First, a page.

By nominating William J. Bennett as the first Cabinet-level drug czar, President-elect Bush has given one of the toughest jobs in the nation to one of its most feisty figures.

As Secretary of Education until last fall, Bennett repeatedly created controversy with his outspoken but well-aimed attacks on U.S. education policy. A foe of mis-labeled "progressive" education policies, Bennett espouses a return to more emphasis on reading, writing, mathematics, and other basic subjects.With his background in education, one might think that Bennett brings appropriate credentials to the war on drugs. Since narcotics officers can't be everywhere, one alternative would be to do a better job of educating young Americans to the folly of getting involved with drugs.

Yet, judging from his public statements on the drug problem, Bennett seems to be more interested in getting tough than in getting smart. He prodded Congress to unleash the Pentagon in the war on drugs even though the military is not suited or trained for that particular task. Likewise, he has repeatedly called for tougher drug laws, as if there were a shortage of them and little else was needed.

But at least his background in education gives Bennett a keen awareness of the dimensions and urgency of the challenges he faces as drug czar. Once, when asked what he would do if he had a magic wand to wave over American schools, Bennett replied: "No drugs - none, zero, out, gone, disappear. Give me a wand? All the drugs: gone."

With the new nomination, Bennett now has an opportunity to put his muscle where his mouth is. Unhappily, the drug czar's $3.5 million budget doesn't provide a great deal of muscle. That's less money than what the Pentagon spends in only six minutes.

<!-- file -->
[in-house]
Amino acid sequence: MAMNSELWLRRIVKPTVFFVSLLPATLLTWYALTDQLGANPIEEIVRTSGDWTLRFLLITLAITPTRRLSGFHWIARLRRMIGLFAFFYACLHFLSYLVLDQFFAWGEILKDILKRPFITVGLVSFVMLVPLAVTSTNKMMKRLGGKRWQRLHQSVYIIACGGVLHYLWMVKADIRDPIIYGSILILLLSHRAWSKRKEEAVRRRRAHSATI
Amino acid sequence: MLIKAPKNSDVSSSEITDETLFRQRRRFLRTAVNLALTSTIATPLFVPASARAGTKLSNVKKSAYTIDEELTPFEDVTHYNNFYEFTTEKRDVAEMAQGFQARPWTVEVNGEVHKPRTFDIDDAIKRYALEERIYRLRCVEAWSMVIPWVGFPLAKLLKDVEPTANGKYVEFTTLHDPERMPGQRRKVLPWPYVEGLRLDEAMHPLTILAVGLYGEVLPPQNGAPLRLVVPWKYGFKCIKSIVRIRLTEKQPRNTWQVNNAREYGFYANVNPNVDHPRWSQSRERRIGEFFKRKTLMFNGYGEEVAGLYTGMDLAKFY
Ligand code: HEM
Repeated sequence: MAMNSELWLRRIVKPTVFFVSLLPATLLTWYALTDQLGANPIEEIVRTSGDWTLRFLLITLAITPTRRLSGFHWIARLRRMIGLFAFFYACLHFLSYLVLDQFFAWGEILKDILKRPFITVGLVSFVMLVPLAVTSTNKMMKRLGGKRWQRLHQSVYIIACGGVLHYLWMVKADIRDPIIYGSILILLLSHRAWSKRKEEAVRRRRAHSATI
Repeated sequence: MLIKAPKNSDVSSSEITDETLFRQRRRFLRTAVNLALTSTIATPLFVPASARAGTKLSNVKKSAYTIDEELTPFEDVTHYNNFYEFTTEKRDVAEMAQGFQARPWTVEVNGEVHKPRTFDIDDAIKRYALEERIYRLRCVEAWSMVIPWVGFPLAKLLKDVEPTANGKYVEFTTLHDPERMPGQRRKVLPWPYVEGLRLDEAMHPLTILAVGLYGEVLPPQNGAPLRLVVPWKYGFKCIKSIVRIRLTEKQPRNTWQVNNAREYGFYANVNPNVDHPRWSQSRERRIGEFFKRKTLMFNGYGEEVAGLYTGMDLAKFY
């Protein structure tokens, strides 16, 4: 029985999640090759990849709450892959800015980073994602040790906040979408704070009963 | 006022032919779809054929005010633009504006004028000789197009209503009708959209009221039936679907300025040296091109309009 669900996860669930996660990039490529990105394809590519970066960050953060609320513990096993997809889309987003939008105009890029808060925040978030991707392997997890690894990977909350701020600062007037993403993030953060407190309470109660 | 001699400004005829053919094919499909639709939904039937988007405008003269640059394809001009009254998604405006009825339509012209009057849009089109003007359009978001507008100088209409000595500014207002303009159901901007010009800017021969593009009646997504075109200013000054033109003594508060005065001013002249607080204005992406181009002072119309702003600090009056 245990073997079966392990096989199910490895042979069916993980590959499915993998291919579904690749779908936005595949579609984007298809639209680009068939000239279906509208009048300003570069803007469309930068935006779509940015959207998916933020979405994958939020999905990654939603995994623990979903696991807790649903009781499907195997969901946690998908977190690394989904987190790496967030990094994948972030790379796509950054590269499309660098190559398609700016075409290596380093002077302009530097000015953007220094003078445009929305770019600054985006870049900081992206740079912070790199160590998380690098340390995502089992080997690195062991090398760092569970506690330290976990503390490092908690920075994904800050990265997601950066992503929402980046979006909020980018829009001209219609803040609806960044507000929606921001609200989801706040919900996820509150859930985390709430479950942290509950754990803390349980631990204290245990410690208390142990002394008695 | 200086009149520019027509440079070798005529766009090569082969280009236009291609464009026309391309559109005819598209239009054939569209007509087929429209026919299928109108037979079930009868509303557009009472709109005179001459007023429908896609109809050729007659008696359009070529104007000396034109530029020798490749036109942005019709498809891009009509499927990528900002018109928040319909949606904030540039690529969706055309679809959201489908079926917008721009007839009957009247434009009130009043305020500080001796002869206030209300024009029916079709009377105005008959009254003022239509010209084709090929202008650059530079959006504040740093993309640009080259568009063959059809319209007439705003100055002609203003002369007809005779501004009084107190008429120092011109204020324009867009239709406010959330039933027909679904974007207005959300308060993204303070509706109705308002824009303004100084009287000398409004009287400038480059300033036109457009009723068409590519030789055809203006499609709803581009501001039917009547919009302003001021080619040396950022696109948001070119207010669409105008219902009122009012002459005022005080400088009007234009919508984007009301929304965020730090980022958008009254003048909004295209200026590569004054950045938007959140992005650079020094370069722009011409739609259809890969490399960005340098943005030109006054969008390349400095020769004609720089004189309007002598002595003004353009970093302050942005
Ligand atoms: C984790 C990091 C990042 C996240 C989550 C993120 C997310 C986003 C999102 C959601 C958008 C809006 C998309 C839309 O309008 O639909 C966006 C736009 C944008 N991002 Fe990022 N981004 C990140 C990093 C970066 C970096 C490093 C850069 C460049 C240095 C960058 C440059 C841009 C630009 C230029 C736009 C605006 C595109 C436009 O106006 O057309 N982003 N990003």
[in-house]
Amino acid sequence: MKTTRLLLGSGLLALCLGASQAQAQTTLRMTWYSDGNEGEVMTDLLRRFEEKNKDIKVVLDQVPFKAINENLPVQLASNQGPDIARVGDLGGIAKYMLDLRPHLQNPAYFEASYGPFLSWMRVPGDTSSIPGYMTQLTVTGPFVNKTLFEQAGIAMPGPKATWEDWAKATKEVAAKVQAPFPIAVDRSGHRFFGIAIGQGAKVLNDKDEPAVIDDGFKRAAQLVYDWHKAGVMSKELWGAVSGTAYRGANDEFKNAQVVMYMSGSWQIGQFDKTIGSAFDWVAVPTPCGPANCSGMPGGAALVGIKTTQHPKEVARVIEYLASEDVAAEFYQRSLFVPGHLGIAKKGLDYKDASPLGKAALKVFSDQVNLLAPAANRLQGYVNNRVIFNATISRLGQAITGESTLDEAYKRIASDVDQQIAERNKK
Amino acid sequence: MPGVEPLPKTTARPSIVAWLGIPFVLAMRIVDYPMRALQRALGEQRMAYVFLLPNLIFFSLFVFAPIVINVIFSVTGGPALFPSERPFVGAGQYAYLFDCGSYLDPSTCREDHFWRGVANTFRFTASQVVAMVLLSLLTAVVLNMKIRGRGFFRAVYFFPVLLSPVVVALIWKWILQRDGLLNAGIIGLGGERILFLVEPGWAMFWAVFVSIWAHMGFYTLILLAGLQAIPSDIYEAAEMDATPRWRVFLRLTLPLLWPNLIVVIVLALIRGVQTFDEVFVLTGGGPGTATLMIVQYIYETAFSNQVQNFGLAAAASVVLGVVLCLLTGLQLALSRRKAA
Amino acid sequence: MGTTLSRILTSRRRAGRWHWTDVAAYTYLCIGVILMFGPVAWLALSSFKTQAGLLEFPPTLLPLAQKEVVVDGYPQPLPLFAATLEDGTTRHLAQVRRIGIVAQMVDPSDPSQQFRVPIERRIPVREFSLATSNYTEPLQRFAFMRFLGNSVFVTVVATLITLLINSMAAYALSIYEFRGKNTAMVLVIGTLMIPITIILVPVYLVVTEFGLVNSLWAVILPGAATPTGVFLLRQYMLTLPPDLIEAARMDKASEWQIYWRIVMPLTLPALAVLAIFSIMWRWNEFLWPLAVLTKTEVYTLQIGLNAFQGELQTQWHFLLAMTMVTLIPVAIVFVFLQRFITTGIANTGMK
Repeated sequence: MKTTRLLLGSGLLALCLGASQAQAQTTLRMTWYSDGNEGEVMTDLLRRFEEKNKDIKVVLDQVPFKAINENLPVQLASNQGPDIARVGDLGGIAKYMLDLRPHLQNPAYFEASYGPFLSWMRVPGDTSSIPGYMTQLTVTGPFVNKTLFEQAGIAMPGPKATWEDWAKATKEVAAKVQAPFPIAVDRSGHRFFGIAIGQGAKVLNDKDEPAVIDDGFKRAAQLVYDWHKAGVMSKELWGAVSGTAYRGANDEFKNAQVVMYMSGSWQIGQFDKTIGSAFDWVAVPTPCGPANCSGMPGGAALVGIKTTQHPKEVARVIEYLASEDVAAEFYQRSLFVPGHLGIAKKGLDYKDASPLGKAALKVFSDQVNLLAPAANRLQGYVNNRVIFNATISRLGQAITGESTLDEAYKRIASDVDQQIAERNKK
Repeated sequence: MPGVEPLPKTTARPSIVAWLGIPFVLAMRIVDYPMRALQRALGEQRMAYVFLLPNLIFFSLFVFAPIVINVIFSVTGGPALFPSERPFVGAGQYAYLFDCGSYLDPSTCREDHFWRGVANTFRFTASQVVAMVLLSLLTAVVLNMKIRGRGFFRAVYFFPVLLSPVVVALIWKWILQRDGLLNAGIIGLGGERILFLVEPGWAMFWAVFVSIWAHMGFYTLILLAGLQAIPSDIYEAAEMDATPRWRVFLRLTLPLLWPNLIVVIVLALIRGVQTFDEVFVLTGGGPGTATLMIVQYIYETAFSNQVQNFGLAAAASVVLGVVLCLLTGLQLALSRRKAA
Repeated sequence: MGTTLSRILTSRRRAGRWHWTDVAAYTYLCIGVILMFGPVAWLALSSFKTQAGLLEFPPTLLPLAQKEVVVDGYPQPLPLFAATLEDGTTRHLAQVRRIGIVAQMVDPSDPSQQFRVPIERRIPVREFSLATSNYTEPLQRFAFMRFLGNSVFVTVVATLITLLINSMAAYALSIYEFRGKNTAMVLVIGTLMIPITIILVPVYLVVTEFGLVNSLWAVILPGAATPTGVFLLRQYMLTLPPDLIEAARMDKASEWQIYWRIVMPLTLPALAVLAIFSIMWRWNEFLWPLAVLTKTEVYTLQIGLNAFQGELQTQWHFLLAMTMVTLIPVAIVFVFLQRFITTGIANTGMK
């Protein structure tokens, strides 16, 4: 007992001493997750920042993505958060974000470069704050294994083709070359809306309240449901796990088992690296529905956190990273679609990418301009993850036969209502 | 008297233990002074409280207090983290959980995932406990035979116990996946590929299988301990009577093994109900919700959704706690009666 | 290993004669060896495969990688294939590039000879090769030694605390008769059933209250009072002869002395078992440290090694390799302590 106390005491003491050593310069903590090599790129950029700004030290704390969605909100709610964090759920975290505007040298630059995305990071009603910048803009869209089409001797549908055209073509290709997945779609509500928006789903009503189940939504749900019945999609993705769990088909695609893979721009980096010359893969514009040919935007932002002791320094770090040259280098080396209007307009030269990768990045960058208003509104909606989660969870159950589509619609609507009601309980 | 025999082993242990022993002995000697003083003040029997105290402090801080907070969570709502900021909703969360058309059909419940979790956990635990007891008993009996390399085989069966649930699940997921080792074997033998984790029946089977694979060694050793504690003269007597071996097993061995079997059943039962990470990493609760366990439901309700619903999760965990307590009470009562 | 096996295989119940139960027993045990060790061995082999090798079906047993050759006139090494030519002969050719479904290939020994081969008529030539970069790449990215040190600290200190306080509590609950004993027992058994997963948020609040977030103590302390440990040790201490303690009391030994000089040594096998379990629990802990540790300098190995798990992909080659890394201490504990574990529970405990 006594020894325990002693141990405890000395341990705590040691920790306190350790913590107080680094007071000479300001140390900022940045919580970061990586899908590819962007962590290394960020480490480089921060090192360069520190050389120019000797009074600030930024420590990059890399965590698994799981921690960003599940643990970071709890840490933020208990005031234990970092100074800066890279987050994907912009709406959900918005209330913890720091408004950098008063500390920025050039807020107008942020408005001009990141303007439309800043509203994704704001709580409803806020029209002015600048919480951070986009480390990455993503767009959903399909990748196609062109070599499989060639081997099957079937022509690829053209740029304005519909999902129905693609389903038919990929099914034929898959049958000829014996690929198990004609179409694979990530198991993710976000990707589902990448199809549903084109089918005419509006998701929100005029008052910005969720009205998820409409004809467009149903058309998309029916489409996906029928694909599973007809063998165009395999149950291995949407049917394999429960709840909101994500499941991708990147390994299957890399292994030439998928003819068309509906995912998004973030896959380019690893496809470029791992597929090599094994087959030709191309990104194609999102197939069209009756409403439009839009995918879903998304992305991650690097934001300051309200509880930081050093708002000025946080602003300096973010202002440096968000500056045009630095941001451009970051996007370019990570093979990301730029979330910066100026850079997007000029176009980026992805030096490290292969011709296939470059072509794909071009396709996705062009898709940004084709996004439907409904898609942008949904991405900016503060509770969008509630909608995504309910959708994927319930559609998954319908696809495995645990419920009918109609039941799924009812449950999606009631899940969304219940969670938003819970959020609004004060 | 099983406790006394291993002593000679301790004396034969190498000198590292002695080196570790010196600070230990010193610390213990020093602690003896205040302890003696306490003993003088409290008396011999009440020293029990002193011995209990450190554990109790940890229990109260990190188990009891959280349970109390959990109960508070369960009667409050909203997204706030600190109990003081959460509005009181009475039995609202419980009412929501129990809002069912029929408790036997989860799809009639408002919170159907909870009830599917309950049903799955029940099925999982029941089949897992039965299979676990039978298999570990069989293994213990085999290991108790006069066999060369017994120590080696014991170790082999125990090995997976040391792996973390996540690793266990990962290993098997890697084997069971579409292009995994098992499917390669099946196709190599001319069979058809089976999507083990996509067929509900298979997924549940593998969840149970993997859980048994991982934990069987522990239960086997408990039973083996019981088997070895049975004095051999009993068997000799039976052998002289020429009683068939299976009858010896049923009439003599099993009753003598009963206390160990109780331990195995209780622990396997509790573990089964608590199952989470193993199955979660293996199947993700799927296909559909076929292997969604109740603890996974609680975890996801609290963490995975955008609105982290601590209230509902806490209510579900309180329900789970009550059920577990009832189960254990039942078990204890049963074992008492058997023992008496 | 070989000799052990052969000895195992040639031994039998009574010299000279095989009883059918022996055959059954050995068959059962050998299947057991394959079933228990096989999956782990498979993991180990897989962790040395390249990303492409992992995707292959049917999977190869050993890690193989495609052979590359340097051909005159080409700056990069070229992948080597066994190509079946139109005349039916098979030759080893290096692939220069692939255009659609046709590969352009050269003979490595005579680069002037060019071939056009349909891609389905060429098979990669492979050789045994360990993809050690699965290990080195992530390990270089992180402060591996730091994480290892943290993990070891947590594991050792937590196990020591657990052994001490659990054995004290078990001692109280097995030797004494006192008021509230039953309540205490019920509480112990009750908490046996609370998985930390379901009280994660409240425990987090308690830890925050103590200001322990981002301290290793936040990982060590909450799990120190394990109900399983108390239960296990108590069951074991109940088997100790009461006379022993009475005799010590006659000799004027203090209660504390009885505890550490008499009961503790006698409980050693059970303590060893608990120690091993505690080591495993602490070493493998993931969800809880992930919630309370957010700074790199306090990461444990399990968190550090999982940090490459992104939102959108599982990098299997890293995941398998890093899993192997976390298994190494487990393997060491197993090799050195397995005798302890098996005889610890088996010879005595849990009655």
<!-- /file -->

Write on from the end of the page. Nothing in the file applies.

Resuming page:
The good news is that in some ways the war against drugs is getting easier. That's because more Americans seem to be learning the folly of getting involved with drugs - even though the lessons evidently are absorbed the hard way.

In any event, several recent studies suggest that cocaine use is becoming less acceptable among the middle and upper classes. Marijuana also has been losing its popularity. In 1979, fully half of all 12th graders said they had tried pot within the previous 12 months. Now the figure is down to only about one-third.

The dark side of such surveys is that they find no decline in drug use among the poor and ill-educated. Moreover, drug abuse is still so serious that the absenteeism, medical costs, and work accidents it produces cost American business $60 billion a year. And the most abused drug is still alcohol.

How should the new czar go about waging the war on drugs? One way to start would be by eliminating duplication of effort among the 33 federal agencies now involved in this effort. That's no easy task, since it requires a delicate combination of the clout that Bennett isn't afraid to use and diplomacy, for which he isn't known.

Moreover, the drug czar would be well-advised to focus his efforts on the nations's inner cities, since he doesn't have much money to spread around and the inner cities are where the majority of drug abuse takes place.

Though a formidable task awaits Bennett, it is not an impossible one. The vast majority of Americans still have the strength of character to reject a habit that is increasingly seen as vicious. But it will take a harder struggle to liberate the most fragile, least self-disciplined segments of society. While American may never become 100 percent drug-free, the goal is well worth pursuing.